MyHomeIdeas (MHI): What first ignited your passion for design?
Kelly Wearstler (KW): My mother is a closet interior designer. I grew up in an environment where everything was always in a state of flux. I’d come home from school, and the dining room would be a totally new color.
MHI: Who inspires you?
Many people, past and present, inspire my work.
They range from architects like Carlo Scarpa to John Woolf, interior designers like Jean-Henri Jansen and David Hicks, furniture designers from Ettore Sottsass to Maria Pergay, as well as artists and sculptors.
In the fashion realm, I admire Valentino for his dramatic use of color and dynamic patterns, Sonia Rykiel for her color sensibility and avant-garde combinations, and Coco Chanel for her revolutionary use of contrast, texture, fabrics, and weaving.
MHI: Do you have a strategy for using bold colors and combinations?
KW: It is about having a hierarchy of color, where one prevailing hue sets the tone for the space, and the rest follow, whether it is in the form, pattern, or texture. A color should retain its individuality and have its own voice.
MHI: What are your current favorite colors?
KW: Are there any color combinations you’re tired of? I have always had a fascination with color. I truly love all colors. For me, it is more about the intensity of a color rather than the hue itself.
MHI: Can you tell us about your new projects and how they work with your design vision?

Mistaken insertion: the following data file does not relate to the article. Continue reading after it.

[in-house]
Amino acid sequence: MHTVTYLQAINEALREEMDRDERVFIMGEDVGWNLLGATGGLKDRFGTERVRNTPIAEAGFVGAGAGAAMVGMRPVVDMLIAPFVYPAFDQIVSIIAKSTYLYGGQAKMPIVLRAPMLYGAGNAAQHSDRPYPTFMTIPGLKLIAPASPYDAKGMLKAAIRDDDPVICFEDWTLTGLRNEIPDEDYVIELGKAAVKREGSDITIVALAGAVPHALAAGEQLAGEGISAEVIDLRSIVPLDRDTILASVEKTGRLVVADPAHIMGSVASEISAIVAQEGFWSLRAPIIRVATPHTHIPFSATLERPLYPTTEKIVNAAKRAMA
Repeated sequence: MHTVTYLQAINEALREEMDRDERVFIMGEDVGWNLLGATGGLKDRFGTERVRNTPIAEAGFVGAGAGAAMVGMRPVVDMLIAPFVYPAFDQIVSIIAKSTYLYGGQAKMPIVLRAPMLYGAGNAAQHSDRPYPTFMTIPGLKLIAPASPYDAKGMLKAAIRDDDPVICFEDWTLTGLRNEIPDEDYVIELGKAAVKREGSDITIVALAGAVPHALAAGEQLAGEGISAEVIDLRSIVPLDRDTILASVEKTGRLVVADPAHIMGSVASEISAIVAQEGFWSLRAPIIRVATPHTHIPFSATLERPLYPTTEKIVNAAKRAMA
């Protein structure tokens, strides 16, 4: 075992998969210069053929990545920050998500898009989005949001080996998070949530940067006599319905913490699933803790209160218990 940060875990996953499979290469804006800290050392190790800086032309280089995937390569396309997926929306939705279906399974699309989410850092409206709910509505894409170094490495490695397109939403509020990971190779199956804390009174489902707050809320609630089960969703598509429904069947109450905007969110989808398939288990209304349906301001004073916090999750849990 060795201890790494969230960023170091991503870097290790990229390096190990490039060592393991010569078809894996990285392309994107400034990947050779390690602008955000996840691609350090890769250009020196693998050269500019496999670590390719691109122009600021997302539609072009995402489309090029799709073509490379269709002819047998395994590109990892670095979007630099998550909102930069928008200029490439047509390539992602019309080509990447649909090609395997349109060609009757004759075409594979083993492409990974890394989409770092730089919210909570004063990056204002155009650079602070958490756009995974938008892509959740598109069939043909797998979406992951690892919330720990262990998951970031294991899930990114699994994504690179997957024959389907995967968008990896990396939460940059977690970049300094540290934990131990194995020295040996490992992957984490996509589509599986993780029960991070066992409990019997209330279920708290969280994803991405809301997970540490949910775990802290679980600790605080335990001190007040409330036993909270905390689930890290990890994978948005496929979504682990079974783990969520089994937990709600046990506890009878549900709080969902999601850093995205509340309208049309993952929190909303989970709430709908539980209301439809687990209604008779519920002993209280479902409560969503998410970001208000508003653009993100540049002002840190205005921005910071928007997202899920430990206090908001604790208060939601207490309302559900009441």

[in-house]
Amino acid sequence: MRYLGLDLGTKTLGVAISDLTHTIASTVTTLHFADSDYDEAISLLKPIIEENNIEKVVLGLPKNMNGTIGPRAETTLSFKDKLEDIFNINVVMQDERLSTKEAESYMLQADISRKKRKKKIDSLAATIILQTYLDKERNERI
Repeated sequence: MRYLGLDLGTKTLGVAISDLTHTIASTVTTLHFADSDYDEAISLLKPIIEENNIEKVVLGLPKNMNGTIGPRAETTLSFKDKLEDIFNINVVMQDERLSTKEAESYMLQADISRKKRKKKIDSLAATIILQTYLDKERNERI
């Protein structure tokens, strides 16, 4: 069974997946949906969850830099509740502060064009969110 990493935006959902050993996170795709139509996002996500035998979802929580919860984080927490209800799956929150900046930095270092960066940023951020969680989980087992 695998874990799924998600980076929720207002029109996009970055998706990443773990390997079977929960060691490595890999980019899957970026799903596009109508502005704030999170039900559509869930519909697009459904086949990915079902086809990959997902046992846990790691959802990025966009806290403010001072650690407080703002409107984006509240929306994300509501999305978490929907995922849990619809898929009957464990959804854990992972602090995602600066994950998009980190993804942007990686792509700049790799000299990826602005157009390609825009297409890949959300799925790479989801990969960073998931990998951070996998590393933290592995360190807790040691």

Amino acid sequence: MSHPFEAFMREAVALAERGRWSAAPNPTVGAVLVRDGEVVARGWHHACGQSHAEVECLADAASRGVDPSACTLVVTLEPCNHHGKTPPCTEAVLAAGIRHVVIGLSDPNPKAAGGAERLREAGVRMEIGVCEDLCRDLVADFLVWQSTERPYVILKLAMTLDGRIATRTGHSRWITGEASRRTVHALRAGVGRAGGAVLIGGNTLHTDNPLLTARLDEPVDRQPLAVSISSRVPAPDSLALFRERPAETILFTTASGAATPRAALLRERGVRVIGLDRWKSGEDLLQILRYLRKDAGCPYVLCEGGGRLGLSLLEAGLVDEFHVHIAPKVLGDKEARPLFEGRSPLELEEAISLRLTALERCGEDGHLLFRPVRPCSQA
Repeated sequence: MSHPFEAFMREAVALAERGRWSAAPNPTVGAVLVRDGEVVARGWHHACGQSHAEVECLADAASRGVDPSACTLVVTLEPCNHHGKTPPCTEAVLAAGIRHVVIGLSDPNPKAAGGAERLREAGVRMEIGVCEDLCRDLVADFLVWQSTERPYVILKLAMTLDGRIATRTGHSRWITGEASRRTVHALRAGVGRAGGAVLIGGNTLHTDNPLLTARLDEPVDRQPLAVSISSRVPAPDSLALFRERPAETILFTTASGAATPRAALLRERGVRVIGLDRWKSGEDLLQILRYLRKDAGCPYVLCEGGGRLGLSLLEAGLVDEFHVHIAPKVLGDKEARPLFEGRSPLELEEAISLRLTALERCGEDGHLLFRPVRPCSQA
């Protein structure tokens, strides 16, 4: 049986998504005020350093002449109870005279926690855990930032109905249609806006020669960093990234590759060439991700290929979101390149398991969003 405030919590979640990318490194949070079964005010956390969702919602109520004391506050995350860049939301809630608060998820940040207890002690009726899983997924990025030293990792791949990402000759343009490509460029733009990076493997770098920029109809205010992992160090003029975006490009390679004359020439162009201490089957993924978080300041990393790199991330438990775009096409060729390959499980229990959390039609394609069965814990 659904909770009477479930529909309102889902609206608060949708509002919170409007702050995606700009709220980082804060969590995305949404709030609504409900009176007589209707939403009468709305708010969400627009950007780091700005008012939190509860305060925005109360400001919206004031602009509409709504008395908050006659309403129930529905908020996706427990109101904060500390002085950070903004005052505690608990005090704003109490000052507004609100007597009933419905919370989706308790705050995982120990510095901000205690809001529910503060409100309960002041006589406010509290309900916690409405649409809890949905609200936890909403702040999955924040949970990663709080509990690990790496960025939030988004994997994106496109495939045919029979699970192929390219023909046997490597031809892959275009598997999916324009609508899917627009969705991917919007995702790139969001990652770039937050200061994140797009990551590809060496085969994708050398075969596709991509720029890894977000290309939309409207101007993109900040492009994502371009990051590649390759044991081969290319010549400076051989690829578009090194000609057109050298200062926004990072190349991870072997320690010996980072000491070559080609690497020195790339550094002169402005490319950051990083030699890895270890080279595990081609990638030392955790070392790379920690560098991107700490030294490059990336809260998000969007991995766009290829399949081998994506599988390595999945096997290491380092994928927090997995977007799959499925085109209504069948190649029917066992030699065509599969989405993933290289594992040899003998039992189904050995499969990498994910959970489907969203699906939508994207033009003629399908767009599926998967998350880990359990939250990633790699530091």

KW: My third book, entitled Hue, debuts this month. It features all of my latest commercial and residential projects and focuses on color.
I’m currently preparing my first international Viceroy location in Anguilla. It is filled with organic elements, such as driftwood lamps, petrified-wood tables, and travertine marble floors, coupled with textiles and techniques from all over the world, including hand-carved wood pieces from Asia, hammered metalwork from India, and beaded artwork from Africa.
I am also launching my first collection of dinnerware with Pickard this fall. There are four different patterns designed to mix and match with one another.
MHI: If you want to make a strong color statement in your home but aren’t sure where to start, what would you advise?
KW: I never like to adhere to any particular set of rules. If you love art, fashion, a particular pattern, etc., feel free to use it as inspiration in your design.
MH: When starting a room from scratch, what's the first thing you do?
KW: First and foremost, have a plan, and be organized. Start with a floor plan of the space, and begin gathering images of pieces you love -- photos of furniture, lighting, rugs, accessories, fabric and paint swatches, etc.
MHI: If you splurge on one item in a room, which one should it be? Where can you save?
KW: A comfortable piece of furniture is key! You can save on artwork.
MHI: How can one best use pattern in a room?
KW: You can mix and match different patterns as long as they are in the same color palette. I designed my collection of fabrics with Groundworks at Lee Jofa to work seamlessly with one another.
MHI: Are there any “design don’ts” you stick to?
KW: Never buy all of your furniture in one place -- that’s a big “no no” in my book! I prefer to layer pieces from different sources to create a look that feels as if it has been achieved over time.
MHI: Your style at Viceroy and Tides are on opposing sides of the design spectrum. How do you handle such different projects?
KW: It is important to be sensitive to the environment and the architecture when designing a space. For a beach setting, the ocean and sand are the primary inspiration, so I use muted colors and raw, organic textures that are in harmony with the environment. In contrast, in an urban setting, I can play with bolder color choices and materials.
Don't miss Kelly's latest design book Hue available from Amazon.com.